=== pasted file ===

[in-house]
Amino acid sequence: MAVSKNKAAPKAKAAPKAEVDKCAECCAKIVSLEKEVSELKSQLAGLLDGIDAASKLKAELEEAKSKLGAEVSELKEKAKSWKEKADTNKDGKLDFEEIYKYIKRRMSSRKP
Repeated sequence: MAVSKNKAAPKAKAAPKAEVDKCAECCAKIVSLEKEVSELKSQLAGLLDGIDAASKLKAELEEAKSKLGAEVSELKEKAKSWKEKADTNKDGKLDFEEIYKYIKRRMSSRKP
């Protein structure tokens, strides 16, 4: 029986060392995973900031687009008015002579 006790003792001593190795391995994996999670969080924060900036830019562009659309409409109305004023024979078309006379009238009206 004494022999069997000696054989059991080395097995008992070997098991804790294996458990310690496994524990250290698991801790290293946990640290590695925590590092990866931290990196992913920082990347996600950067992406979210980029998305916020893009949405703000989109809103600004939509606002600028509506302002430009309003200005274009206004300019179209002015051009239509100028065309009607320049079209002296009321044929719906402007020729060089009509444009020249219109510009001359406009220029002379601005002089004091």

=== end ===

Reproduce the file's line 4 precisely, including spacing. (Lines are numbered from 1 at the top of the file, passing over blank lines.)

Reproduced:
């Protein structure tokens, strides 16, 4: 029986060392995973900031687009008015002579 006790003792001593190795391995994996999670969080924060900036830019562009659309409409109305004023024979078309006379009238009206 004494022999069997000696054989059991080395097995008992070997098991804790294996458990310690496994524990250290698991801790290293946990640290590695925590590092990866931290990196992913920082990347996600950067992406979210980029998305916020893009949405703000989109809103600004939509606002600028509506302002430009309003200005274009206004300019179209002015051009239509100028065309009607320049079209002296009321044929719906402007020729060089009509444009020249219109510009001359406009220029002379601005002089004091």